Tuesday’s Tribute: Harriet Beecher Stowe

I just read Uncle Tom’s Cabin — for the first time. Prior to reading it, all I had ever known about the plot was the enactment of it in The King and I and the discussion of it in Betsy and Tacy Go Downtown. Now that I’ve experienced it myself, I am left with great admiration for its author: Harriet Beecher Stowe.

She said “There is more done with pens than swords.” And she proved it! She took her two passions — abolitionism and Christianity — and wove them together into this book. For the people who read it when it was published in 1851, Uncle Tom’s Cabin made slaves real people and made Christian values the way to mend society.

Harriet Beecher Stowe wrote from her convictions. With this book, she communicated those convictions to an entire country and caused President Lincoln to say, upon meeting her in 1862, “So you’re the little woman who wrote the book that started this Great War.”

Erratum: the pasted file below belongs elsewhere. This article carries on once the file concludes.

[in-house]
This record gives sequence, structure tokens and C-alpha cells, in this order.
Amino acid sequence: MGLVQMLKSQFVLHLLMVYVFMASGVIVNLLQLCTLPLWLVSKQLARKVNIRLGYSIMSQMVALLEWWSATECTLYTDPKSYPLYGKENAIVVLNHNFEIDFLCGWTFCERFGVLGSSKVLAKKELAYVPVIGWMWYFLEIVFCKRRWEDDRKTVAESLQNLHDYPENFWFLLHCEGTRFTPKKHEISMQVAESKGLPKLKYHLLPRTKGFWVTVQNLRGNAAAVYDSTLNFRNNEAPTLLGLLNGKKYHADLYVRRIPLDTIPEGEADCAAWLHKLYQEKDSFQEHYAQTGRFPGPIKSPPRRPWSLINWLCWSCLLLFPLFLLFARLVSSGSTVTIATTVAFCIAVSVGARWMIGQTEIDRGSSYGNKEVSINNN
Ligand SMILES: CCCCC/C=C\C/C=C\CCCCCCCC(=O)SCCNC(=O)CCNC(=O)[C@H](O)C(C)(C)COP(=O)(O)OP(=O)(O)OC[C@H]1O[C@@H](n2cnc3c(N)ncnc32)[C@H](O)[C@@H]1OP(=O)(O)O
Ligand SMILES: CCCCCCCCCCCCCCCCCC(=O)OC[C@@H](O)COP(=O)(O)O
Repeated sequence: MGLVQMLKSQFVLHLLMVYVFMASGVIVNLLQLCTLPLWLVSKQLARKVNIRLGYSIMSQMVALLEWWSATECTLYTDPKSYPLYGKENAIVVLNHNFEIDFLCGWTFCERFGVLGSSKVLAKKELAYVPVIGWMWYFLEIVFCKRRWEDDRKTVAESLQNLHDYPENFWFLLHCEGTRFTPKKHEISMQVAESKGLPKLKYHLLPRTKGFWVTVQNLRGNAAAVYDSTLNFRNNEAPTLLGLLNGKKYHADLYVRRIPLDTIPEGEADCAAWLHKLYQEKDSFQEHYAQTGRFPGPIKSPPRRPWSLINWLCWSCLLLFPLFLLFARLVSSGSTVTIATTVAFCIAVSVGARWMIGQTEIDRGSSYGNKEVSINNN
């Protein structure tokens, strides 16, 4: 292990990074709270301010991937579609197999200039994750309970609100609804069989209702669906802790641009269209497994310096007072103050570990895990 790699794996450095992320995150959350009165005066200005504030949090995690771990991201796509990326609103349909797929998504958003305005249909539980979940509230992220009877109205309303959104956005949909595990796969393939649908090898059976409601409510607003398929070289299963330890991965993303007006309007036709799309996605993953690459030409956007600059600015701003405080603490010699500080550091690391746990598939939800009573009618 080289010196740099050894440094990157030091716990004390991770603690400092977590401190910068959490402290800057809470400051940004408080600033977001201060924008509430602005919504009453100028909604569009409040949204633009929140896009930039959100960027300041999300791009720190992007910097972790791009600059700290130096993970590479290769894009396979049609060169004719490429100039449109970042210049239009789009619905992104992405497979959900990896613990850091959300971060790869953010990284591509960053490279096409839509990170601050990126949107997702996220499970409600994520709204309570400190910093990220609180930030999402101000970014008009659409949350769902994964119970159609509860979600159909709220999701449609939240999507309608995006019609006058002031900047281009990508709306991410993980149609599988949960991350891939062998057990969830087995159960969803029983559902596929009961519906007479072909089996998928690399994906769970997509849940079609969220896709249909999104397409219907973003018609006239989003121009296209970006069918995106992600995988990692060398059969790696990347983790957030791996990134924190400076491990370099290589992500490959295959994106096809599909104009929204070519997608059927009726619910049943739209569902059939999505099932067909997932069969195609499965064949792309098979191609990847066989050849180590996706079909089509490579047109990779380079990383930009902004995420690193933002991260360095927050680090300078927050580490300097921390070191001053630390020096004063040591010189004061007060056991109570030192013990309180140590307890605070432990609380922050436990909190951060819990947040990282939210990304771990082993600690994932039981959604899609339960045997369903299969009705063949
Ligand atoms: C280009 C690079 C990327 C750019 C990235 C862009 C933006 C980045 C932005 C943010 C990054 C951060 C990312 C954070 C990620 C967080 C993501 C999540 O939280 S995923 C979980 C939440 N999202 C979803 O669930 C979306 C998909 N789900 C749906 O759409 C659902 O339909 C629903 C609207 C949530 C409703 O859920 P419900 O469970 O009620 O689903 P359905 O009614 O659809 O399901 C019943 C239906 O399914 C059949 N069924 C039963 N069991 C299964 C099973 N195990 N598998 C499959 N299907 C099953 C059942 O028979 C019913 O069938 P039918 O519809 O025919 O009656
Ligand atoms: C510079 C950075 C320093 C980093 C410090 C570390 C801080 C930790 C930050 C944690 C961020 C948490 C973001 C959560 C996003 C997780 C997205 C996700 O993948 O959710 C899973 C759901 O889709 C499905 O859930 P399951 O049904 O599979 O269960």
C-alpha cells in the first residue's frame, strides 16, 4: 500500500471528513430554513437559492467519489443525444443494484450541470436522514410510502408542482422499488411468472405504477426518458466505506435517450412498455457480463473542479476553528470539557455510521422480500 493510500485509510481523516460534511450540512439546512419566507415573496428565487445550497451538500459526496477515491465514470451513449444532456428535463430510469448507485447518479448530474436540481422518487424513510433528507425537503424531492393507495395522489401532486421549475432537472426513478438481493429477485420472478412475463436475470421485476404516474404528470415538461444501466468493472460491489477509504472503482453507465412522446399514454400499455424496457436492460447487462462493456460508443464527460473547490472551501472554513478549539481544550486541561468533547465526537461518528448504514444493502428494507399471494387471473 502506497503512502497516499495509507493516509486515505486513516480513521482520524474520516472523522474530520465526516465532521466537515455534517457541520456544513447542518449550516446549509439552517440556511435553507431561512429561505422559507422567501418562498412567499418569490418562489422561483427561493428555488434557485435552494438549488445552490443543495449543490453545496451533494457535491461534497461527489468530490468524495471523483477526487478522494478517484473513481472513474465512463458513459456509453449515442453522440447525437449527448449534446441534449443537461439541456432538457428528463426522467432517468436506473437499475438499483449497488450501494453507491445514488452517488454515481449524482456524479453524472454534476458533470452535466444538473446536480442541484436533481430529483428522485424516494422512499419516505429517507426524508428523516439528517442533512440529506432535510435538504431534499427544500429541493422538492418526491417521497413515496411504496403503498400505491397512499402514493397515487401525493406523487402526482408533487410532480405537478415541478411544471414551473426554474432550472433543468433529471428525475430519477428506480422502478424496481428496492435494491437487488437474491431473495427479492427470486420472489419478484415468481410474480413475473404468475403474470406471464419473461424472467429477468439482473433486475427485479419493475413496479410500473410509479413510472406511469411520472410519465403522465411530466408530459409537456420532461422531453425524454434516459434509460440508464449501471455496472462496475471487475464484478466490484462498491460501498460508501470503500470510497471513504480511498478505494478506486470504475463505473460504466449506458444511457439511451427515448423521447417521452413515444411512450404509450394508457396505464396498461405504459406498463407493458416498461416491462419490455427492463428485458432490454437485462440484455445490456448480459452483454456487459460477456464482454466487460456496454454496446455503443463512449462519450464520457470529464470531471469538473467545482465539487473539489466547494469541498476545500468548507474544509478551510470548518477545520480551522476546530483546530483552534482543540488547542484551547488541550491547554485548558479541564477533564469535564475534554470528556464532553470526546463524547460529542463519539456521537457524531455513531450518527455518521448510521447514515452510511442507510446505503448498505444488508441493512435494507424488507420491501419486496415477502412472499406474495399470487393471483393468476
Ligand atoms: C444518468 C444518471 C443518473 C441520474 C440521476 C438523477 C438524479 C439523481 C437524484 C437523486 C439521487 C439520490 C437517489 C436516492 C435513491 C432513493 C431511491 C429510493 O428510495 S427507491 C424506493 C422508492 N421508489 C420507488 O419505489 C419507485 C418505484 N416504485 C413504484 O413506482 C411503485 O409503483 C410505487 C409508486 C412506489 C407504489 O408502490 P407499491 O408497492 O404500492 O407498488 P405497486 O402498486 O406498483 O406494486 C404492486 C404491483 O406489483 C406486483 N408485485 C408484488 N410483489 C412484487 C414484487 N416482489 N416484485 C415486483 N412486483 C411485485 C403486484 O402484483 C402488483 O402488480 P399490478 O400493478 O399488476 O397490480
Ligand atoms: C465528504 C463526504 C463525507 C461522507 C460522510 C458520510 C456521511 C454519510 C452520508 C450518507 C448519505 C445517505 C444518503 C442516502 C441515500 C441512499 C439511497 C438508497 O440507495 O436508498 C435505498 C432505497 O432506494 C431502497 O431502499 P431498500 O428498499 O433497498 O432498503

Uncle Tom’s Cabin is sentimental. It rankles sometimes, with its references to black people as being docile, as if that makes them acceptable. But, overall, it’s a big, exciting story full of love and hate and tears and death and reunions. And Mrs. Stowe writes from her heart — a heart filled with Christian love.

I hope you, like me, will read Uncle Tom’s Cabin one day. Harriet Beecher Stowe is a bit like like one of her characters — Eliza on the ice.

For a woman in the nineteenth century to write a book that had such an influence on her country is a feat similar to crossing the Ohio River on chunks of ice while holding a baby in your arms. For Mrs. Stowe, that baby was her belief in abolition and Christianity. And she successfully delivered them to the other side.

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